09/14/04 — Schools, county reach teacher pay compromise

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Schools, county reach teacher pay compromise

By Matt Shaw
Published in News on September 14, 2004 2:00 PM

The Wayne County commissioners and school board members have reached a compromise on how much extra to pay teachers this year.

The Board of Education voted Monday night to raise the supplement from the current 3.5 percent to 6.5 percent, as the commissioners had asked. The raise on the supplement would not go into effect until spring.

The supplement is paid in two installments. The school board's action means the first payments in November will be 1.75 percent of the annual salaries, which is the current supplement.

Then in the spring the payment will be 3.25 percent, which represents half of the supplement. School board members, however, said that they will need money from the county commissioners to continue the supplement at that level.

The average salary paid the county's certified classroom teachers is just under $39,000, so the fall payment would be around $680 and the spring payment nearly $1,270.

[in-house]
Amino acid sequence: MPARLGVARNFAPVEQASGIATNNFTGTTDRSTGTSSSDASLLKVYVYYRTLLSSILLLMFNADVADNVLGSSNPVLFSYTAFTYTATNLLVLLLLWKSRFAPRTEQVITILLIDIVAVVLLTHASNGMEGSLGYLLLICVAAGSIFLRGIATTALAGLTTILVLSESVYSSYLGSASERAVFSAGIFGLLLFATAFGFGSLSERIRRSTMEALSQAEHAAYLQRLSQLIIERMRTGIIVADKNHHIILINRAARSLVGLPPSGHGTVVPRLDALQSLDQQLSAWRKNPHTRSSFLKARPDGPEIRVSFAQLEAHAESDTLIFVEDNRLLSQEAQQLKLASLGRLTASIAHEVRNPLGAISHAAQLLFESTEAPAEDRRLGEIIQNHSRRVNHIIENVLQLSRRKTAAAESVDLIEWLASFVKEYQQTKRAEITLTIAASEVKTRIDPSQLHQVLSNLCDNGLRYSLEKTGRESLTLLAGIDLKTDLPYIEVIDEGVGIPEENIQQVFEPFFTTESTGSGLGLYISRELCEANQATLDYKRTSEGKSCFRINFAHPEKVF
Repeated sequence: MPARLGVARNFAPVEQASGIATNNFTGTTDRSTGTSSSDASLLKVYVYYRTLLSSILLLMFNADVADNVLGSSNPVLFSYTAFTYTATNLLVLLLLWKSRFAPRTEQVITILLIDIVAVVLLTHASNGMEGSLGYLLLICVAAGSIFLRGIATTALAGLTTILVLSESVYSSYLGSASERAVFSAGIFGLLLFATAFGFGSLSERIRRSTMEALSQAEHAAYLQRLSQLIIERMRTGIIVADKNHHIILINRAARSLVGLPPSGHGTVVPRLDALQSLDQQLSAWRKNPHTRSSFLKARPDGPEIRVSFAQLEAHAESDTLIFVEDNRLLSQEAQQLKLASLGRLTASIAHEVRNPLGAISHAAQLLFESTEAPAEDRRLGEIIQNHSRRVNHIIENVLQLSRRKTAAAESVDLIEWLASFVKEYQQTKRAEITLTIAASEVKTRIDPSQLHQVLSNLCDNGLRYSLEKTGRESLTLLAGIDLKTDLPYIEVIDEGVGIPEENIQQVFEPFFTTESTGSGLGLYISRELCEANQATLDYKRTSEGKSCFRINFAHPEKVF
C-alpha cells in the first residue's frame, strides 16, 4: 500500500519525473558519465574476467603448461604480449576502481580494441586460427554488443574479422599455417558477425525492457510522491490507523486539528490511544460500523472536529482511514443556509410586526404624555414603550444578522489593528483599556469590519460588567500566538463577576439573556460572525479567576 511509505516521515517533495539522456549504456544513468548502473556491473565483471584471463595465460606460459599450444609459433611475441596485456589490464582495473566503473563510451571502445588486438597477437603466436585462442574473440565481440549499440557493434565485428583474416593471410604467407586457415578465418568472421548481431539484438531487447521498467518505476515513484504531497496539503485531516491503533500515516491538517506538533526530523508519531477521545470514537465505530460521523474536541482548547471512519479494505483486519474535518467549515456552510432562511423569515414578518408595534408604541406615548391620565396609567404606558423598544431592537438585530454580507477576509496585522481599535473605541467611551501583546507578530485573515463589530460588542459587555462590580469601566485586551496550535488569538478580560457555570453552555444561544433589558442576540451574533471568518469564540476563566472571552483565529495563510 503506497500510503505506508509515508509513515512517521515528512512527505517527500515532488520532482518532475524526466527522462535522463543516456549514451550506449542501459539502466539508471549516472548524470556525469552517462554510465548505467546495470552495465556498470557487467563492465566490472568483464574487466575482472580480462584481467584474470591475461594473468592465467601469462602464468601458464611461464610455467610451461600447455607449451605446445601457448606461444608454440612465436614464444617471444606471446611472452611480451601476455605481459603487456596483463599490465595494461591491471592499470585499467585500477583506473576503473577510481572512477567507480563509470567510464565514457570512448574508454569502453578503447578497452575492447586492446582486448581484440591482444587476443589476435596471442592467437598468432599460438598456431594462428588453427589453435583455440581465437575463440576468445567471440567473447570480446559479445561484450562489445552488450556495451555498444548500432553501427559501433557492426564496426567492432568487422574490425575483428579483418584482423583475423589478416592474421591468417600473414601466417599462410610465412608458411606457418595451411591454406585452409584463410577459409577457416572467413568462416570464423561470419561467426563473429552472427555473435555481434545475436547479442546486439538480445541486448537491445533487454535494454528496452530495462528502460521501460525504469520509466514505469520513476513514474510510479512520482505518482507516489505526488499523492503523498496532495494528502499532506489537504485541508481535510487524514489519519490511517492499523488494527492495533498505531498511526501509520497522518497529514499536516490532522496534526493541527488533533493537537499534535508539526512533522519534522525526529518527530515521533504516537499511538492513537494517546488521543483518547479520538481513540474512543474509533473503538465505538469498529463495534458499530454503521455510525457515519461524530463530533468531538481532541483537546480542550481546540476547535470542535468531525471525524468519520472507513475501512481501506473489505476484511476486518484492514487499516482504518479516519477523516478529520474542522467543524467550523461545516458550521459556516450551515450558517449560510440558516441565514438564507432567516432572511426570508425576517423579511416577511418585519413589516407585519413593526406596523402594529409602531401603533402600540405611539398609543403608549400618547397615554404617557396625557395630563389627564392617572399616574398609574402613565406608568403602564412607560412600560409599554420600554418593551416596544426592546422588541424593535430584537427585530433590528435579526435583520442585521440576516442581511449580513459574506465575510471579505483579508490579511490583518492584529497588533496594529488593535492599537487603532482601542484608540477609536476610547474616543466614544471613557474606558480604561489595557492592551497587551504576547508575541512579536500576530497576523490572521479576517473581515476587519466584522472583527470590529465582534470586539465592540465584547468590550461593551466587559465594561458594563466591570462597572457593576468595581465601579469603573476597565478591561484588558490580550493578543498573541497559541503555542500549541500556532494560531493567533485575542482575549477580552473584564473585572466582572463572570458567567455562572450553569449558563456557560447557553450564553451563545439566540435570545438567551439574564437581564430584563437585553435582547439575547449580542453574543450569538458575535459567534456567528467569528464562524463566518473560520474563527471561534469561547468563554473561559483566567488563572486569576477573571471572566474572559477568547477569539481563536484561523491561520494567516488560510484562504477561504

County Manager Lee Smith suggested the compromise in a letter dated last Thursday. Superintendent Steven Taylor asked the school board to accept it, which it voted to do without any discussion.

The school system will still need to cut $900,000 from its budget to be able to afford the increase, Dr. Taylor said. "We're going to make every effort to do so and not affect the classroom."

The school board will receive a list of suggested cuts by November.

School board member John Grantham voted for the compromise but then called it "ridiculous."

The school board had asked for the money to raise the supplement to 5 percent. The commissioners didn't agree but after all the negotiations, the supplement will be 5 percent on average, Grantham said.

"Somehow, they feel vindicated by the process," he said. "It's just a childish game they're playing."

He pointed out that the commissioners have not promised to pay the higher supplement next year, so it could return to 3.5 percent.

Other school board members did not comment.

The county commissioners voted in June to increase its annual allotment to the school system by $760,000, provided the school system increase the supplement for certified, classroom teachers from 3.5 percent to 6.5 percent.

The school board responded in July and August that it could only afford to raise the supplement to 5 percent, but it would extend the raise to all certified personnel.

Both boards have wanted to increase the supplements to help the system in its teacher recruitment efforts. Nearby counties have paid more than Wayne, allowing them to hire away certified staff.